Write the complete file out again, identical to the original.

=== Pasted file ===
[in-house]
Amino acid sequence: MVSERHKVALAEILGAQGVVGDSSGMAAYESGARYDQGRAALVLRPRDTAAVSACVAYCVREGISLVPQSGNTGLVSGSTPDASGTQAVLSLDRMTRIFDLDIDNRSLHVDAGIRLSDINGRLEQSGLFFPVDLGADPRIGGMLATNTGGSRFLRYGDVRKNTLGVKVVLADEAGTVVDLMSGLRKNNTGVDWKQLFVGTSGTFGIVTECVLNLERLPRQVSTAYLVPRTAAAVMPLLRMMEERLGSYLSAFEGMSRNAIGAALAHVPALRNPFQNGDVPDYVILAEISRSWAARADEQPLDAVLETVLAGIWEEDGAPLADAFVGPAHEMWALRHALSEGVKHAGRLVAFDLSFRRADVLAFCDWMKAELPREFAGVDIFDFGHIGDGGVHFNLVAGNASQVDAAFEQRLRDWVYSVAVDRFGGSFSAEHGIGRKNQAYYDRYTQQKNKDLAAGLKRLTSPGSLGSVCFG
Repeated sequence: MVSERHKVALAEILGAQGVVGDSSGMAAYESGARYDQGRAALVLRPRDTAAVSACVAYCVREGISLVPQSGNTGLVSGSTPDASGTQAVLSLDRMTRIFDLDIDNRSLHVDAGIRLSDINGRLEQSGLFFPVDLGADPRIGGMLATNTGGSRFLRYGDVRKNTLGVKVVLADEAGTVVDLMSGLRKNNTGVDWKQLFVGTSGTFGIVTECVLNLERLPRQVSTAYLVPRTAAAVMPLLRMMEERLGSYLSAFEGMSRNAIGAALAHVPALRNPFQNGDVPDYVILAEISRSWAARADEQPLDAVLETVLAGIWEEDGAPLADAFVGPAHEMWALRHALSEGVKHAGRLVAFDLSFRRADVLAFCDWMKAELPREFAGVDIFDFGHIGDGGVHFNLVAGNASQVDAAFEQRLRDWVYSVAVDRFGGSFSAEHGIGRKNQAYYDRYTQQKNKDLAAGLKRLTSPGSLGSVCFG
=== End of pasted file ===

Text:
[in-house]
Amino acid sequence: MVSERHKVALAEILGAQGVVGDSSGMAAYESGARYDQGRAALVLRPRDTAAVSACVAYCVREGISLVPQSGNTGLVSGSTPDASGTQAVLSLDRMTRIFDLDIDNRSLHVDAGIRLSDINGRLEQSGLFFPVDLGADPRIGGMLATNTGGSRFLRYGDVRKNTLGVKVVLADEAGTVVDLMSGLRKNNTGVDWKQLFVGTSGTFGIVTECVLNLERLPRQVSTAYLVPRTAAAVMPLLRMMEERLGSYLSAFEGMSRNAIGAALAHVPALRNPFQNGDVPDYVILAEISRSWAARADEQPLDAVLETVLAGIWEEDGAPLADAFVGPAHEMWALRHALSEGVKHAGRLVAFDLSFRRADVLAFCDWMKAELPREFAGVDIFDFGHIGDGGVHFNLVAGNASQVDAAFEQRLRDWVYSVAVDRFGGSFSAEHGIGRKNQAYYDRYTQQKNKDLAAGLKRLTSPGSLGSVCFG
Repeated sequence: MVSERHKVALAEILGAQGVVGDSSGMAAYESGARYDQGRAALVLRPRDTAAVSACVAYCVREGISLVPQSGNTGLVSGSTPDASGTQAVLSLDRMTRIFDLDIDNRSLHVDAGIRLSDINGRLEQSGLFFPVDLGADPRIGGMLATNTGGSRFLRYGDVRKNTLGVKVVLADEAGTVVDLMSGLRKNNTGVDWKQLFVGTSGTFGIVTECVLNLERLPRQVSTAYLVPRTAAAVMPLLRMMEERLGSYLSAFEGMSRNAIGAALAHVPALRNPFQNGDVPDYVILAEISRSWAARADEQPLDAVLETVLAGIWEEDGAPLADAFVGPAHEMWALRHALSEGVKHAGRLVAFDLSFRRADVLAFCDWMKAELPREFAGVDIFDFGHIGDGGVHFNLVAGNASQVDAAFEQRLRDWVYSVAVDRFGGSFSAEHGIGRKNQAYYDRYTQQKNKDLAAGLKRLTSPGSLGSVCFG